Mulder sticks to his guns

Pieter Mulder, Freedom Front Plus (FF+) leader and deputy minister of agriculture, forestry and fisheries, is standing by his controversial statement during the State of the Nation debate in Parliament last week about the racial history of land ownership—but it is unlikely to win him support from rightwingers outside his small party.

“When the government says the willing-buyer, willing-seller principle should be reconsidered but they don’t put another option on the table, then people hear that there will be land grabbing, nationalisation; that this will be Zimbabwe,” Mulder said this week.

As a member of President Jacob Zuma’s Cabinet, he regards himself as the go-between for the government and commercial farmers, including those on the far right.

“There is sufficient proof that there were no Bantu-speaking people in the Western Cape and northwestern Cape,” Mulder said.

For him that is the starting point for a debate about tenure, ensuring investment in productive land and, ultimately, food security.

If any issue could resuscitate the far right into a semblance of life again, it will start with land redistribution.
But, even if that happens, Mulder will not be the paragon of the counterrevolution.

Land ownership is a sensitive issue
Land ownership is not only a deeply fraught topic in South Africa’s public, everyday political discourse, but in rural areas and small towns in many parts of the country it makes for important conversation among farmers and those in their immediate economic circle. It is also the last stalking ground for the fragmented and factionalised organisations that house Afrikaner extreme nationalists, especially those groups who argue vehemently that they are not white supremacists, although they have racial ideology at their core.

Land is perhaps the last issue that gives such groups, the kind exemplified by the Afrikaner Weerstandsbeweging, any constituency whatsoever, or it will be when Nelson Mandela, inevitably, dies. Fear of a mass slaughter of white people in the Nag van die Lang Messe (Night of the Long Knives) following Mandela’s death or funeral—depending on your exact interpretation of the “visions” of Boer prophet Siener van Rensburg—still provides a certain cohesion.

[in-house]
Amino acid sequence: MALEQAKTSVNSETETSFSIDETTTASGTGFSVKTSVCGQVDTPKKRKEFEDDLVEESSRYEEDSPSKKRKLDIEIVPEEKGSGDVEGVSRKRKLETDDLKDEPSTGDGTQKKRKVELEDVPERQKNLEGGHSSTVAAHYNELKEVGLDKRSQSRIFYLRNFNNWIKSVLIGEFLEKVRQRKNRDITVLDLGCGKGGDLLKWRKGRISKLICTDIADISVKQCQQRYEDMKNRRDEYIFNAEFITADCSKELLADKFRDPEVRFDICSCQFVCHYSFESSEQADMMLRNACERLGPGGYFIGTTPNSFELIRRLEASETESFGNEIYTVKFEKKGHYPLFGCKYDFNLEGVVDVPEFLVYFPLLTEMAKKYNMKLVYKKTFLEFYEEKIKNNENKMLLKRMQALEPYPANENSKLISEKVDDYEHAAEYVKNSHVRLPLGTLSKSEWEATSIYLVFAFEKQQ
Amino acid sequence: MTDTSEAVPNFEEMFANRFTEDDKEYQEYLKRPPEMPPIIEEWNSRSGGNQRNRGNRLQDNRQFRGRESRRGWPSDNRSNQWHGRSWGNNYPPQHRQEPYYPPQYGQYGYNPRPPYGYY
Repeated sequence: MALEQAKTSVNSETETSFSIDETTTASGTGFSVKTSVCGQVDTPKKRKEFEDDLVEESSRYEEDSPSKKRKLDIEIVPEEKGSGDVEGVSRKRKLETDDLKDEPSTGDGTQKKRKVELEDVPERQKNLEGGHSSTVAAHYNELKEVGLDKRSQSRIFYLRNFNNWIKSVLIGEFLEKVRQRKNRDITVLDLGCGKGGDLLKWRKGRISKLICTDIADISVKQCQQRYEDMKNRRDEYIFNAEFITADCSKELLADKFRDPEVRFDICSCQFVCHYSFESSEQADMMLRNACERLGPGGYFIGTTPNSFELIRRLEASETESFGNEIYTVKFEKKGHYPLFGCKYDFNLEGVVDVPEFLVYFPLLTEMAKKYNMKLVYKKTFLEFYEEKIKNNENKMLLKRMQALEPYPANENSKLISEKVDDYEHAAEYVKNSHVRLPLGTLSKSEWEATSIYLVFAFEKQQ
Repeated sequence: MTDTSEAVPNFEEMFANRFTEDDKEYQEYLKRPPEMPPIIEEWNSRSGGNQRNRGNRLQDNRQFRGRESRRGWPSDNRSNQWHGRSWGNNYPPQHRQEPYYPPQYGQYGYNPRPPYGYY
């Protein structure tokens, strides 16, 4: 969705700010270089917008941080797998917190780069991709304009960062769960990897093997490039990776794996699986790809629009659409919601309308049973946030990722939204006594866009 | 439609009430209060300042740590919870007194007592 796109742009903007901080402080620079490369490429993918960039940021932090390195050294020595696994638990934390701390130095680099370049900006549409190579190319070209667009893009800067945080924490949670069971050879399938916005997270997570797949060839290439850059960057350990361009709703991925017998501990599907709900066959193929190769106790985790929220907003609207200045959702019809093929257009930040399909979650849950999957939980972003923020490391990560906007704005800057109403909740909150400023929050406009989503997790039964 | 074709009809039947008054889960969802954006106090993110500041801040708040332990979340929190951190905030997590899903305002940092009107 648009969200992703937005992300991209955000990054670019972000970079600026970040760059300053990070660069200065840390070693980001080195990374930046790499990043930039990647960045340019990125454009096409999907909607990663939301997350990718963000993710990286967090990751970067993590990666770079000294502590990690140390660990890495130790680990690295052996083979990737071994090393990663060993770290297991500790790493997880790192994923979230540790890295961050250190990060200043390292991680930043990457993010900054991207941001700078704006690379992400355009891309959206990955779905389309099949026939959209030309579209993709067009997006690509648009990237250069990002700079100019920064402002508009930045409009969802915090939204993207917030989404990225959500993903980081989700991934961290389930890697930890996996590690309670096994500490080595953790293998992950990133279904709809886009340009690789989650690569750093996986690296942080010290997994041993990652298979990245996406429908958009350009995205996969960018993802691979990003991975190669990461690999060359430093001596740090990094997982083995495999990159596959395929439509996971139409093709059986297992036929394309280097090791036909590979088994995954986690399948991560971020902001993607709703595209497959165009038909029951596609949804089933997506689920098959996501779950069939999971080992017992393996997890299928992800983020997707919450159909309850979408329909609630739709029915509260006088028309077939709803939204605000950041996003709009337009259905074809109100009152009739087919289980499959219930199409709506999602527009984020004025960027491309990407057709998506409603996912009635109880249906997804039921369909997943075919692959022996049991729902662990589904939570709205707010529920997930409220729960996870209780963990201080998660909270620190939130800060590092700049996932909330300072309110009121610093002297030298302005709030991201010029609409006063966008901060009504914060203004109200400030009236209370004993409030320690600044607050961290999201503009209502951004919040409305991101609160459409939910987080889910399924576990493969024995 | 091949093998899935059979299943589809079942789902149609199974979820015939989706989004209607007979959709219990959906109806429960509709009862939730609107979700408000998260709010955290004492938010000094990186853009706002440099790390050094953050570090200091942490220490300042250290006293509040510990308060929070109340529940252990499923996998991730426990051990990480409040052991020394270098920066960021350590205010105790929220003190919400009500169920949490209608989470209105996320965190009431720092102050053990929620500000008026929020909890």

But that mythology tends to attract a fringe following and its usefulness as a political device has a definite expiry date.

Fear of what is described by these extremists as the “mass genocide” of whites through co-ordinated attacks on farms—intended to drive white farmers from their land, in the minds of believers—has something of the same effect.

Without their reverence for land, in the first place, and the belief that South African politics ultimately revolves around who gets to farm it, the shrinking, fading far right would be even smaller than it is.

The uncertainty surrounding land-reform policy and the growing belief that there will be some type of forced eviction provide much of the sway such groups still have. It is also arguably the last chance they have to avoid utter irrelevance.

Mulder’s controversial statement—that black people have no valid historical claim to at least part of the country—is held as a self­evident truth at some town hall meetings and around some braaivleis fires and will have struck a chord in some of those quarters.

But it is extremely unlikely that Mulder will attract a new constituency to his marginal party by raising such historical issues. The far right has long considered the FF+ and its leaders as traitors to the cause. It goes back to when now-retired co-founder Constand Viljoen effectively prevented open racial warfare by participating in South Africa’s first democratic elections in 1994.

Mulder is also considered a traitor for accepting a Cabinet post in an ANC government, something with which he has seemingly made peace, even if he believes his position on land redistribution proves he has not been co-opted.

“I’m told that I’m naive, that there is a hidden agenda,” he says of meetings with groups of farmers in some parts of South Africa. “They don’t accept my answers any more.”

Phillip de Wet

Phillip de Wet

Phillip de Wet writes about politics, society, economics, and the areas where these collide. He has never been anything other than a journalist, though he has been involved in starting new newspapers, magazines and websites, a suspiciously large percentage of which are no longer in business. PGP fingerprint: CF74 7B0F F037 ACB9 779C 902B 793C 8781 4548 D165 Read more from Phillip de Wet

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